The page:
Is is not possible to engineer against all eventualities; trying to do so will usually keep you from ever getting off the ground.

Re:External Pressures Ruin Engineering (4, Insightful)

Protonk (599901) | more than 6 years ago | (#22489800)

This is true to an extent, but safety concerns can and should be engineered for. You are absolutely right that there exists no direct corollary between software debugging for some non-critical application and meeting safety margins for a critical product. However some software IS critical. Flight software (This portion of Feynman's essay about NASA's flight software is amazing), software for hosptial applications (pharmacy, PCA's, microsurgery), ABS/suspension control software. Those are applications with VERY critical outcomes. Safety conerns need to be built in to the process.

But I do agree that tradeoffs occur under any system. Those tradeoffs just let us make better decisions under capitalism whereas we can't allow the information from those tradeoffs to inform us economically in a socialist system.

Re:External Pressures Ruin Engineering (1)

Tyberius (944471) | more than 6 years ago | (#22492030)

Those tradeoffs just let us make better decisions under capitalism whereas we can't allow the information from those tradeoffs to inform us economically in a socialist system.

Maybe you "can't allow", but it is certainly possible:

&f($time) eq &f($money)


Unless in socialism you just have plenty more time.

Re:External Pressures Ruin Engineering (2, Interesting)

Protonk (599901) | more than 6 years ago | (#22489640)

There are other disasters that don't stem from the profit motive:

Loss of the USS Thresher during initial sea trials.

Steam Line Rupture on the USS Iwo Jima.

Both of those were caused by engineering (the first) or procurement faults.

The thresher was lost with all hands due to (among other things) a failure in modeling the high pressure air system and inappropriate welds on seawater systems.

The Iwo Jima suffered a steam line rupture that killed a few guys because the wrong material was used on a high pres/temp steam line.

Neither of these were for profit ventures. Both were preventable.

Re:External Pressures Ruin Engineering (0)

Anonymous Coward | more than 6 years ago | (#22492080)

I don't think you can necessarily say they weren't for profit ventures. At the high level, they definitely weren't, but at lower levels, they may have been.

I mean, I certainly can't say for certain that the contractors who built the Iwo Jima weren't "for profit", and, to be honest, I would expect that they would be operating for profit.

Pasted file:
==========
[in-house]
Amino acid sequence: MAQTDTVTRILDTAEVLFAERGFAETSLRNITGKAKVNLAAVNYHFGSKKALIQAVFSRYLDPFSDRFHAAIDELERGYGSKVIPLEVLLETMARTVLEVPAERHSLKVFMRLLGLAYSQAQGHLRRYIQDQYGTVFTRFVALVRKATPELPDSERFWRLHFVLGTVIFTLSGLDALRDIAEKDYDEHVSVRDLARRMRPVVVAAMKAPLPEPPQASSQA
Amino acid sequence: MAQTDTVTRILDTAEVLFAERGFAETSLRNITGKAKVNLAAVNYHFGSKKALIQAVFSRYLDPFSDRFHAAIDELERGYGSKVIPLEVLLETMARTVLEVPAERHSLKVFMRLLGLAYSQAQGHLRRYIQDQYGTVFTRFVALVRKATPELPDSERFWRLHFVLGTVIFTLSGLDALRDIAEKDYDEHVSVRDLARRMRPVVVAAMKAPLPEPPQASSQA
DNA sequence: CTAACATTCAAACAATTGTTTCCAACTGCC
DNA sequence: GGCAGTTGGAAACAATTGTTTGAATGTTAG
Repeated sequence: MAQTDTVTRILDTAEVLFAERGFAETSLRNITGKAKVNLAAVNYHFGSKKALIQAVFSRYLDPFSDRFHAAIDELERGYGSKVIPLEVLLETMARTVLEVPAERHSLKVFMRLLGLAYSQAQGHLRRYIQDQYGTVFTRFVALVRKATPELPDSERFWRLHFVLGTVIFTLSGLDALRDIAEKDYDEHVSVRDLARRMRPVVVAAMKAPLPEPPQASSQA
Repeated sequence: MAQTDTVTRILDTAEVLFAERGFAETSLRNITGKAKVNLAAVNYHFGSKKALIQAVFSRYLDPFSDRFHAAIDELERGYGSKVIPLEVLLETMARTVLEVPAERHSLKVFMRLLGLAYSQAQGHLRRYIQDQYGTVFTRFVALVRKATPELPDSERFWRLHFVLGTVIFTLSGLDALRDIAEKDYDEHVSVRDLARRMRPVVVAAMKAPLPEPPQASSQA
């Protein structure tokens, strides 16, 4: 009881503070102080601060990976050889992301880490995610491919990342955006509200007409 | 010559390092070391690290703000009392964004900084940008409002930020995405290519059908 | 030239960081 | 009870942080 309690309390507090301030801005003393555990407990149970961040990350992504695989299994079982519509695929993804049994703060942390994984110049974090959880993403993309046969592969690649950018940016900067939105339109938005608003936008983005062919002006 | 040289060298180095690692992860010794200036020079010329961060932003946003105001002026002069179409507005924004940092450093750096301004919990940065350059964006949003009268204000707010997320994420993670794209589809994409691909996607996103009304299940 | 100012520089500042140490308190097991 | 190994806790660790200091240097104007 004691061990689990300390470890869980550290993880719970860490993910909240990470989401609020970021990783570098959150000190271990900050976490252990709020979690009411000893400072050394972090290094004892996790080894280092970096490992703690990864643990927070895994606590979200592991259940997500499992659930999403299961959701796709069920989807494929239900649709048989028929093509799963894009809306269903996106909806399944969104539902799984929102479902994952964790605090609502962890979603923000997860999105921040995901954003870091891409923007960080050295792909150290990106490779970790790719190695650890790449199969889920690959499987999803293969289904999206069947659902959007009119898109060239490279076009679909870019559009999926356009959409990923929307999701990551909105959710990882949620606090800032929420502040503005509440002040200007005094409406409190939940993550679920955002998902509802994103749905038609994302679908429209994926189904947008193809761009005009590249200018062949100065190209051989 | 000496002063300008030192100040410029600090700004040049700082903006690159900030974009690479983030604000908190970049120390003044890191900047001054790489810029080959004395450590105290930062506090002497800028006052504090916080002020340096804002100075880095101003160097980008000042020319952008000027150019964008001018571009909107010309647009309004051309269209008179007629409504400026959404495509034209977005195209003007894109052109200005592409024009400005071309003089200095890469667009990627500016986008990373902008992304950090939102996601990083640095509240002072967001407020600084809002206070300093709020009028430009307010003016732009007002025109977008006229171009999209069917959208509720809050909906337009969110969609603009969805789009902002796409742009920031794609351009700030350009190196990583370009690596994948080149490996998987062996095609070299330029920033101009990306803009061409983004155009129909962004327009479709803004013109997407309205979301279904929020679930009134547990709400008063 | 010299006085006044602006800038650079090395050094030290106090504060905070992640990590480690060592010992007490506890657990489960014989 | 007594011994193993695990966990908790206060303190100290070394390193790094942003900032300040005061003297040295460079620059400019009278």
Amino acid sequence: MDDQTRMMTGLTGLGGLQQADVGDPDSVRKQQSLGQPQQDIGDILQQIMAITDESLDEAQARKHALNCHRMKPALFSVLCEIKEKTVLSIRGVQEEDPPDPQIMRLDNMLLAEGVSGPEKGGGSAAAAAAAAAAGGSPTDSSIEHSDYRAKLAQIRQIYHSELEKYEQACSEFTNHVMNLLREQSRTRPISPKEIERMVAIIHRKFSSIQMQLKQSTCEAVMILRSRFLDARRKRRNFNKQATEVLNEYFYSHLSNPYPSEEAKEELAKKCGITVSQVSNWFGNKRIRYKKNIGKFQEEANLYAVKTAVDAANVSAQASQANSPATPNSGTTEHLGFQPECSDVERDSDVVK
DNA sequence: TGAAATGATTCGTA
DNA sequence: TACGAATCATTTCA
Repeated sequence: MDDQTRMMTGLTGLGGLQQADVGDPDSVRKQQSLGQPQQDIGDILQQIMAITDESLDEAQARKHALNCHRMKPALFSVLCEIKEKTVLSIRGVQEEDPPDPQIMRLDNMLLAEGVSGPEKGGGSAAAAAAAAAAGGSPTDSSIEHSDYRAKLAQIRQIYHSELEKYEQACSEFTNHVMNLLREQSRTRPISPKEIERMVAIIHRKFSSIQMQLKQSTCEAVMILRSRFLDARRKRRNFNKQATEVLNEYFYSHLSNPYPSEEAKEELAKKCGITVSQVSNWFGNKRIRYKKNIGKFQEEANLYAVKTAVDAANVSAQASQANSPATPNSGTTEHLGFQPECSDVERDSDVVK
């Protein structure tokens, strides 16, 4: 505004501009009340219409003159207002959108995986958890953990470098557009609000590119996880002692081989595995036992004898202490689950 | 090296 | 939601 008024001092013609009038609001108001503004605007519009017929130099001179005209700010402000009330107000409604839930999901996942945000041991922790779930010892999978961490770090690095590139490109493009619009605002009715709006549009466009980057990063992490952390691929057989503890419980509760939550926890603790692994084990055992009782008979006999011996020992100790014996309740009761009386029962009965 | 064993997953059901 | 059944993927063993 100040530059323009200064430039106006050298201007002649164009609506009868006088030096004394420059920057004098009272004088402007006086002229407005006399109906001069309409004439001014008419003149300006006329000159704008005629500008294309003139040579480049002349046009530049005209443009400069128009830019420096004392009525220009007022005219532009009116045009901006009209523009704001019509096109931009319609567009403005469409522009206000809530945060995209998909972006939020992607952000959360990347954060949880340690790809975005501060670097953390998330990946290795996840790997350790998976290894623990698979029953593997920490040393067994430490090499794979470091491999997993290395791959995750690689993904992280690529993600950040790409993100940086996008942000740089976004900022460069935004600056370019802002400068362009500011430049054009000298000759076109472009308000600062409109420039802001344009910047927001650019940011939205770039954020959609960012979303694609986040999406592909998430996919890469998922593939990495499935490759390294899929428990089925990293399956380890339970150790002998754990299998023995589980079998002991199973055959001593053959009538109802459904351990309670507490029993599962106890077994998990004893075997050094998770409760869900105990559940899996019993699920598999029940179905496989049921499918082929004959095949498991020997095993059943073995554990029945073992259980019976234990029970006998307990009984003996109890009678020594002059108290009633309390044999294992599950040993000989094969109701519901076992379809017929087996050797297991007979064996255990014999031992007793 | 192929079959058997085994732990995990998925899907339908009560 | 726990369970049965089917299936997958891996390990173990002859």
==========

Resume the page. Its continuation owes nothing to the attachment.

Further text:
Re:External Pressures Ruin Engineering (2, Informative)

Yvanhoe (564877) | more than 6 years ago | (#22489714)

There is a point you miss there I think. It is the top-to-bottom design philosophy vs the bottom-to-top. The first one gives objectives first then designs every part so that it fulfills the general objective. The latter focuses on designing simples elements and assemble them as more complex elements with defined capacities and known weaknesses.

This article states that the second approach is inherently better than the top-to-bottom approach. This is clearly an engineering problem. I am not sure I agree with the conclusions and acknowledge that most of the Challenger disaster was due to unwelcomed pressure, but I don't think you can dismiss the whole issue as not concerning engineering.

Re:External Pressures Ruin Engineering (1)

drinkypoo (153816) | more than 6 years ago | (#22490558)

It seems like bottom-to-top engineering is the best way for an individual to work - they know what they're trying to accomplish and they're the one who understands where the rubber meets the road. Conversely, the top-to-bottom approach seems best suited to large teams, because it should lend itself to more compartmentalization of effort. But then, I'm not an expert on the subject, and life is often counterintuitive. Certainly, however, basically everything I write is bottom to top :)

Re:External Pressures Ruin Engineering (1)

stubob (204064) | more than 6 years ago | (#22491260)

I would argue that, strictly speaking, you're doing iterative top-down engineering. Bottom-up engineering would consist of creating the APIs, then fleshing out the functionality defined by the API. Integration of the small parts into a large application doesn't necessarily imply bottom-up.

Bottom-up: I will need a method to retrieve the data from the database.
Top-down: I need to retrieve data X from the database.

Since I blogged about this a bit ago, I'll post my own link:
http://stewartj76.blogspot.com/2008/01/theres-no-such-thing-as-bottom-up.html [blogspot.com]

Re:External Pressures Ruin Engineering (1, Insightful)

Anonymous Coward | more than 6 years ago | (#22489962)

But could I consciously say the same thing about a shuttle with people's lives at stake? No, I could not.


Absolutely.

Progress requires risk. The astronauts are aware of their risk, it's not a big deal.